Another feature of Del Mar’s ideal of adjudication is that it emphasises the forward-looking dimension of adjudication. According to Del Mar, courts have a duty to care ‘not only for the parties in the present case, and for the law’s past, but also for the moral and political quality of the law in the future, and for the authority and legitimacy of the court and related institutions, again in the future’.36x Del Mar, Artefacts of Legal Inquiry, 55. The normative import of the reasoning in a concrete legal case partly derives from its place in a temporal trajectory from the past into an anticipated, inherently open future: ‘[T]his mode of reasoning is not […] merely retrospective – fixing a future by imposing on it a rule based on inferences from a given past. […] It is unavoidably path-dependent, but not rigidly path-determined’.37x Del Mar, Artefacts of Legal Inquiry, 55-56. As such, Del Mar is critical of moral approaches to adjudication that characterise legal reasoning as a species of moral reasoning that primarily focuses on the quality of the reasoning in view of the interests at stake in the concrete case in the here and now (Del Mar, Artefacts of Legal Inquiry, 54). More particularly, Del Mar criticises virtue-ethical approaches, such as those developed by Claudio Michelon, Amalia Amaya and myself. I think Del Mar makes a valuable point, which I will gladly take on board in my own research. For the objects of critique, see Amalia Amaya, ‘The Role of Virtue in Legal Justification’, in Law, Virtue and Justice, ed. Amalia Amaya and Ho Hock Lai (Oxford: Hart Publishing, 2013); Claudio Michelon, ‘Lawfulness and the Perception of Legal Salience’, Jurisprudence: An International Journal of Legal and Political Thought 9, no. 1 (2018): 47-57; Iris van Domselaar, ‘Moral Quality in Adjudication: On Judicial Virtues and Civic Friendship’, Netherlands Journal of Legal Philosophy 44, no. 1 (2015): 24-46.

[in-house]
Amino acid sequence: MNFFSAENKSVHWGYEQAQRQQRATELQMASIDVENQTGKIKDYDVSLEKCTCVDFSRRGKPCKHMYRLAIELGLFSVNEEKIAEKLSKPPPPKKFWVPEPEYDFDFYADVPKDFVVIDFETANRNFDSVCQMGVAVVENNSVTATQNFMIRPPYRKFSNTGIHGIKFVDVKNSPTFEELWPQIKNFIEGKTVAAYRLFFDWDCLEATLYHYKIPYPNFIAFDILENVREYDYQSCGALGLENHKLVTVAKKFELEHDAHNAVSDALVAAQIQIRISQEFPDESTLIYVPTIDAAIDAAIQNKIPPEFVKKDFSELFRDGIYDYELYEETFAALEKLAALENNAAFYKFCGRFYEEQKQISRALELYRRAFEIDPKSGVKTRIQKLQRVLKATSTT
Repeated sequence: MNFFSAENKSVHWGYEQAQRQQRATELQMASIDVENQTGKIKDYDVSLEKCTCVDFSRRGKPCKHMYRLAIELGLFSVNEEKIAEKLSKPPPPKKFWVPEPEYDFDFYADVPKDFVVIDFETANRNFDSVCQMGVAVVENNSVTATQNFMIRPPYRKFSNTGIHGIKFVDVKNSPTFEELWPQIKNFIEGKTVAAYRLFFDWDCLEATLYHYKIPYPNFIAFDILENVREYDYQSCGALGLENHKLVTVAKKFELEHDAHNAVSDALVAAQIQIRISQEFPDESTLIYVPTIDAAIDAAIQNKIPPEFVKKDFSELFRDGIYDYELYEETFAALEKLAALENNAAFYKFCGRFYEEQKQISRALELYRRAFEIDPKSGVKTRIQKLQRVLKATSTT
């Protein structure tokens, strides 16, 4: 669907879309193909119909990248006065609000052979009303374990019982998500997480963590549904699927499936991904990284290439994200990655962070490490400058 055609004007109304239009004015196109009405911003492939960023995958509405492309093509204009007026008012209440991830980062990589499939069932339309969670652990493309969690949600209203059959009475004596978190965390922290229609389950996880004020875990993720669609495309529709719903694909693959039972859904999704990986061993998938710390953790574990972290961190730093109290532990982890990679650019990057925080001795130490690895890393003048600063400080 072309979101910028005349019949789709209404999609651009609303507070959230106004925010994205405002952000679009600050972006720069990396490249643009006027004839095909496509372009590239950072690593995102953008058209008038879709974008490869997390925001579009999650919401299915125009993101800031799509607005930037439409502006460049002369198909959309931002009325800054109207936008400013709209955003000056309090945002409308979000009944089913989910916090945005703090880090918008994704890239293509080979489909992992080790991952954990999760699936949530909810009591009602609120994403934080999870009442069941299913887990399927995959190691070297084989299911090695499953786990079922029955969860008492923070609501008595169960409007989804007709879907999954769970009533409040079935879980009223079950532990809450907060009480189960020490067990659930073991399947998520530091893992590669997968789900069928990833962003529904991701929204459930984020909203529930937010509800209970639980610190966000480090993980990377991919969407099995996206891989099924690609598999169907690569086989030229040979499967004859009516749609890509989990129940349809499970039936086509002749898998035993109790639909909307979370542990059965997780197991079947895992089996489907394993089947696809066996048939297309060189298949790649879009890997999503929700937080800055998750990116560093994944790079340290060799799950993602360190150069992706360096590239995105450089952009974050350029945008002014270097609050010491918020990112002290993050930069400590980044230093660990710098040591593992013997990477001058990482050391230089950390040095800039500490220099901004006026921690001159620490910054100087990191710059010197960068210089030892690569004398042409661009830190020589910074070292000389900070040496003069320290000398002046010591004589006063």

Legal artefacts play an important role in facilitating this forward-looking dimension of adjudication. Del Mar, for instance, presents scenarios as particularly helpful linguistic artefact in cases in which a judge is in doubt about the implications of a concrete decision for future cases. The use of a scenario can signal to future courts the need for further inquiry into the values, vulnerabilities, and interests at stake in similar cases yet to come.38x Del Mar, Artefacts of Legal Inquiry, 55.